Tempering the Influence of Western Ideals

CHINESE CINDERELLA Art by Katie

Senior and international student, guest writer Claire shares her thoughts on Chinese-American relations.

When I was five, I dreamed about becoming Cinderella while Barbies and other toys my dad brought me from America filled my room.

When I was 10, listening to my dad constantly referring to the principles America was built upon, I became fascinated with American ideologies and started to criticize the Chinese government during the 7 p.m. state-owned central news program. The Chinese government aimed to maintain popularity among people, careful to present itself in a positive light, only broadcasting limited information addressed events people truly wanted to know about.

When I was 16, I came to the United States of America, the country which I had heard so much about.  When my history teacher referred to China as a communist country, even though no one in the room was looking at me, I felt there was a communist tag on my forehead. I then got rid of all the Chinese songs on my iPod, put on tie-dye shirts and Nike shorts and read all the gossip in “Seventeen” magazine.

On the International Trip to D.C. my sophomore year, I visited the Newseum, a museum of news and journalism. Walking through the  “9/11 Gallery” I noticed that  “China Daily” was the only newspaper out of the 127 featured which chose not to run the attacks as their Sept. 12, 2001 headline and instead  addressed a meeting the Chinese president participated in as the headline. Standing in the middle of the gallery, I could feel the heat in my ears and I wished I could take down the Chinese newspaper and rewrite history.

A year later, I wrote my Junior Research Paper on Google’s threat to pull out of China in 2010. In the paper, I asserted that Google’s anti-censorship actions were good for the human rights movement in China.

Wanting to learn more about American politics so that I could help China become more democratic, I went to the Ivy Scholars Program at Yale University this past summer. During one of the lectures, a professor mentioned that Hu Jintao, the President of China, has a close relationship with Dr. Kissinger (the Secretary of State during Nixon Administration who orchestrated the opening of relations with China), and stays with him for several days each time he comes to the U.S.

I was thunderstruck.

The leaders of America and China talk to each other outside of bi-lateral talks and summits? Hu Jintao, who seems to be the most conservative Communist whenever speaking publically, discusses plans for China’s future with American leaders? Don’t America and China have very different political ideologies? Or, maybe those two countries seem to run under really different political philosophies mainly just because they are at different historical stages and have different domestic situations.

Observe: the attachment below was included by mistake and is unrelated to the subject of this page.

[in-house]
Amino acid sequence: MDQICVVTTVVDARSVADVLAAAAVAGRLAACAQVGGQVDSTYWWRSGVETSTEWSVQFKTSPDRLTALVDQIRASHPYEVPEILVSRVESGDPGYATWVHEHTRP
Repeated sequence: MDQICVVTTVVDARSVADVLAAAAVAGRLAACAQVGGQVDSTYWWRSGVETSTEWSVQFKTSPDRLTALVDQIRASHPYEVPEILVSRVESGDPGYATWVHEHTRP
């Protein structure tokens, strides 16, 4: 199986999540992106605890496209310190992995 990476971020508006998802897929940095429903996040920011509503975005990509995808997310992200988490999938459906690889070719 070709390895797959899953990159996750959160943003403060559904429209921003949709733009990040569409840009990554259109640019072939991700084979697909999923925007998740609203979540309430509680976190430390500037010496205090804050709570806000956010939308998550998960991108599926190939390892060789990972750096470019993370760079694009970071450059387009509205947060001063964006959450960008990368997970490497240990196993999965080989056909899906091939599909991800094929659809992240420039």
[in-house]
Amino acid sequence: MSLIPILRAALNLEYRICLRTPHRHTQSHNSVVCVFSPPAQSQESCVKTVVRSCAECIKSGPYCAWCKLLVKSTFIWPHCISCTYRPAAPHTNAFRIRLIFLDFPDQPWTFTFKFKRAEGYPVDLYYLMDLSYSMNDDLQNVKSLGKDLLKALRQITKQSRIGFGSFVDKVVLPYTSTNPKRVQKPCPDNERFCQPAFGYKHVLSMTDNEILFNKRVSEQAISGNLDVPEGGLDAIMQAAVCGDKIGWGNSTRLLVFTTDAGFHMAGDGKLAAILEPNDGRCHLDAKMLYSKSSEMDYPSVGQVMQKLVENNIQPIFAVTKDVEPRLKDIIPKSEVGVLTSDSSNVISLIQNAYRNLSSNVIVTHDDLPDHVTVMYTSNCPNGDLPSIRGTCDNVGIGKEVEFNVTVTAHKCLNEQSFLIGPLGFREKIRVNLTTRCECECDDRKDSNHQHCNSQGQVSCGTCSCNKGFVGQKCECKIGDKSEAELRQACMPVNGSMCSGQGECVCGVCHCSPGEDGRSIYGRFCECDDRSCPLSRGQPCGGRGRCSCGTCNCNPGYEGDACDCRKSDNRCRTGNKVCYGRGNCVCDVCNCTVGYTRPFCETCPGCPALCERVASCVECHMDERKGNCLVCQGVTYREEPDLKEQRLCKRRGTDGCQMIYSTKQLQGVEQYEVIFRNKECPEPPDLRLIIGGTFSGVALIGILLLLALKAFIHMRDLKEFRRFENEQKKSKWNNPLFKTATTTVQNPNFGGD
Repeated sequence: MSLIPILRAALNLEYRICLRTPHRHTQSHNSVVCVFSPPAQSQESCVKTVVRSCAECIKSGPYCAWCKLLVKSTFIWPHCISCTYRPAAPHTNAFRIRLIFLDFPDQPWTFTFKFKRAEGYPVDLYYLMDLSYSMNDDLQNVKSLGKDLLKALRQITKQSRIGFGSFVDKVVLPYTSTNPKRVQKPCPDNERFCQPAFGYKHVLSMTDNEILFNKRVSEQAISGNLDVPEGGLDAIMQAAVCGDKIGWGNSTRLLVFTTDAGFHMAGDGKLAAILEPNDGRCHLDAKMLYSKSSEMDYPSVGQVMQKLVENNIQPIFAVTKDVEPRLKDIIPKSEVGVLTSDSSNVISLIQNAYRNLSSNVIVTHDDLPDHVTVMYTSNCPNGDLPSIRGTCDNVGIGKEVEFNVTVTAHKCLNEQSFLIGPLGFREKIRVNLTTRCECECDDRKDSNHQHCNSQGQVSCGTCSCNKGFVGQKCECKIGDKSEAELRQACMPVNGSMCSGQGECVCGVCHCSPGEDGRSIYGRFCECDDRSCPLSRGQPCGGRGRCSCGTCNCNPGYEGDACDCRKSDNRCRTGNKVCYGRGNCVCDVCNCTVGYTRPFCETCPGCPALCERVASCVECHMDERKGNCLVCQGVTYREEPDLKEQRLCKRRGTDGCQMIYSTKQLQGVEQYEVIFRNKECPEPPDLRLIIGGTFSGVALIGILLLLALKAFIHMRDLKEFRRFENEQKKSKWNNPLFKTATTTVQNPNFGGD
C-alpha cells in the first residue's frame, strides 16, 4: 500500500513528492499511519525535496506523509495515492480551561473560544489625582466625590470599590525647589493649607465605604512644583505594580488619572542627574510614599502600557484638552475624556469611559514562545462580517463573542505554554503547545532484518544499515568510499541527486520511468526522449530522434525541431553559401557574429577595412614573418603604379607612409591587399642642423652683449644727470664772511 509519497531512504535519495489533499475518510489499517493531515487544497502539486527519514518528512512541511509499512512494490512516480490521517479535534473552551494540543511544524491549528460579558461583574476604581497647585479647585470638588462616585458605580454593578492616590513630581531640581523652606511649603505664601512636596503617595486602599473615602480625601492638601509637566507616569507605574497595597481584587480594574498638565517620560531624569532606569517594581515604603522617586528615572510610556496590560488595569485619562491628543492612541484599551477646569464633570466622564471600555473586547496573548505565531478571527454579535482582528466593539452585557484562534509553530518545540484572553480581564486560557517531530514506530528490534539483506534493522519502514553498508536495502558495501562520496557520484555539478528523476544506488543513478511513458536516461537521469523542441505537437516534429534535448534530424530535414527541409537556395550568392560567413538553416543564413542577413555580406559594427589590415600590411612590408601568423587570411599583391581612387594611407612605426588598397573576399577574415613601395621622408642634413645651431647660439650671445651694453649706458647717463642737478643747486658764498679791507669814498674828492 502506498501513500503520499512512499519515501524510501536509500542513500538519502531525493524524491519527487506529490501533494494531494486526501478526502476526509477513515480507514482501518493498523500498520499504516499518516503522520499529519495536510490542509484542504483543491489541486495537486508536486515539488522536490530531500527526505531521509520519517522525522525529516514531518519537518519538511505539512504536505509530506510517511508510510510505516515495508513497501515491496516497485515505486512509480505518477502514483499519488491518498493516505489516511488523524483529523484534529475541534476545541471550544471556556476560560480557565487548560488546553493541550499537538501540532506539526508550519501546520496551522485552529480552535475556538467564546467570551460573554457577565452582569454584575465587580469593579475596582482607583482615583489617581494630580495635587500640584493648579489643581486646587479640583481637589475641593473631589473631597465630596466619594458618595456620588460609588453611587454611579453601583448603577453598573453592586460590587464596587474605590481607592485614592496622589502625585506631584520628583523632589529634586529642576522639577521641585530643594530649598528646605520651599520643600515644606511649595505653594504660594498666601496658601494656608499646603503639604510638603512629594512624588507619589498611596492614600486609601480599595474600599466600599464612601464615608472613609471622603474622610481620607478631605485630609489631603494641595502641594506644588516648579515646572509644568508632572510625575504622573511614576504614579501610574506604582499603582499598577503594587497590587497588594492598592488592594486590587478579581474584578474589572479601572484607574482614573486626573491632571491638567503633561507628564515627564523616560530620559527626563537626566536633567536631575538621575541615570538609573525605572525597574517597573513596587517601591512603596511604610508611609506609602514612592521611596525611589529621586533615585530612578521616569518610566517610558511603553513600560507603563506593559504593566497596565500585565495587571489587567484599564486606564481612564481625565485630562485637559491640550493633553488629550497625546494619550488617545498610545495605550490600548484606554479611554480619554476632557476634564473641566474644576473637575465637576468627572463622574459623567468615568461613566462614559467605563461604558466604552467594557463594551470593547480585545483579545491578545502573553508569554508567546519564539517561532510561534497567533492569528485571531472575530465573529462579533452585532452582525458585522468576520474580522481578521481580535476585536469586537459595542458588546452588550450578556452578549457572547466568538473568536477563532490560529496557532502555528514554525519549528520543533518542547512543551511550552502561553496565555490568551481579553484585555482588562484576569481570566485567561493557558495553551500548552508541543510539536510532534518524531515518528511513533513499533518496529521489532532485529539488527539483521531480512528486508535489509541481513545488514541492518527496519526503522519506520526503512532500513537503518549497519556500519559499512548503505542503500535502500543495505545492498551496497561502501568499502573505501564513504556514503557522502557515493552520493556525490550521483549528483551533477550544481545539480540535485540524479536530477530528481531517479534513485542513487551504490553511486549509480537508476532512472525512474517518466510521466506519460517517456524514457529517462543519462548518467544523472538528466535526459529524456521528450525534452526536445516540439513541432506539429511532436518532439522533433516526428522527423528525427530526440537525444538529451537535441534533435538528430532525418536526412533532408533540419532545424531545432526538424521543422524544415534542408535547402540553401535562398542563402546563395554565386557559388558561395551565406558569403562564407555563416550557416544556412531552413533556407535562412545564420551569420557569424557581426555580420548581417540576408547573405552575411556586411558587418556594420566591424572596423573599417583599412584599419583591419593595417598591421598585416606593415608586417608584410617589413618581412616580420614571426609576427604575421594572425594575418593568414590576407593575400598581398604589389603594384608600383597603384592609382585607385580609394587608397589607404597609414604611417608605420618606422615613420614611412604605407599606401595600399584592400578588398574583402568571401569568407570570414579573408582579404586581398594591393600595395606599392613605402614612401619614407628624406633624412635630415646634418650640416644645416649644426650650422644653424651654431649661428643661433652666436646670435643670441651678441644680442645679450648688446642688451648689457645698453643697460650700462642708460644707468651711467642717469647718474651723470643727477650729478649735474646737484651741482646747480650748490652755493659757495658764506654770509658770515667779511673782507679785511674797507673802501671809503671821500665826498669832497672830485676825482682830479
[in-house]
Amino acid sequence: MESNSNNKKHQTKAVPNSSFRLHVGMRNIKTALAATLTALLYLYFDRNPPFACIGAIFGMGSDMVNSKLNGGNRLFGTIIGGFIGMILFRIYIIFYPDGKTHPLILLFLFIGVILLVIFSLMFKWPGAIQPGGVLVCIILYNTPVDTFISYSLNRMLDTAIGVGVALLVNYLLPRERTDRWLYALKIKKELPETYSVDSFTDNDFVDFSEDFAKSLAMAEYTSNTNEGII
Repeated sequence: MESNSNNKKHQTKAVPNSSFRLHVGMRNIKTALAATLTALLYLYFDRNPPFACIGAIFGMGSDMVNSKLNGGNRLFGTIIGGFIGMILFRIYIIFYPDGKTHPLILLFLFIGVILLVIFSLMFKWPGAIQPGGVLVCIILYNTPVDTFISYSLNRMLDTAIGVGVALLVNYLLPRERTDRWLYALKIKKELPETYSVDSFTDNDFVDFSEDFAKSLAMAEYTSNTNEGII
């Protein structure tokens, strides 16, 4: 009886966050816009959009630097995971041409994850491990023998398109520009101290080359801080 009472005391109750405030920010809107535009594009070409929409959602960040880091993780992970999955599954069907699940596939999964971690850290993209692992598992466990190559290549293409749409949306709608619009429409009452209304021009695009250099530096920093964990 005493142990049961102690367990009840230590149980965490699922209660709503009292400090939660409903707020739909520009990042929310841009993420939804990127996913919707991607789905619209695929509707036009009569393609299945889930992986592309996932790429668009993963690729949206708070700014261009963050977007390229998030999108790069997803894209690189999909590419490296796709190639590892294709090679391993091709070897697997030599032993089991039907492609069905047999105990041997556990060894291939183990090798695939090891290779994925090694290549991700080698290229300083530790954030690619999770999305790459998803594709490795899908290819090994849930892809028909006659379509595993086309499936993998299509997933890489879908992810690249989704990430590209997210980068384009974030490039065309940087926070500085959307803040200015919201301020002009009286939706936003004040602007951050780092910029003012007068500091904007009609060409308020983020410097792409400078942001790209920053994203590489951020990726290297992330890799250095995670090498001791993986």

At that instant, I came to realize that the Chinese government’s actions may not reflect its true political philosophy, just like how politics work here in the U.S. or anywhere in the world. Even here, we have expanded government regulations during economic depressions and times of war. China needs more government regulations at the moment as it continues to establish a true free market system. I believe that Chinese leaders are working to give their people freedom in the long-run but can’t achieve it overnight because of the large percentage of the population that has neither gone to universities nor out of their villages their entire life.

For now, the government needs censorship to some extent—including blocking Facebook—for temporary social safety. Otherwise, China may become as chaotic as London was two months ago. Due to the extremely uneven distribution of wealth, many people are bitter towards the rich and powerful. Without any censorship, thousands of passionate but unsophisticated youths, like those in Tiananmen Square in 1989, could become mobs, fighting for a revolution they don’t even understand.

This is not a time for turbulence. China’s economy is developing at a fast tempo, and it should by all means avoid unnecessary and avoidable chaos. There are social problems which people should not avoid no matter the time period, but we cannot solve our problems like the lack of freedom and check and balances in the Chinese government through revolution.

Now, at 18, I know I need to be more patient if I want to help make a change. I plan to go back to China to help it improve its education system, distribution of wealth issues and insufficient laws, adjusting American principles to China’s situation.  I aim to bring my two homes, America and China, closer to each other. I hope that when I am 28, more Americans and Chinese will work together with me to unite the world’s two super powers.

– Claire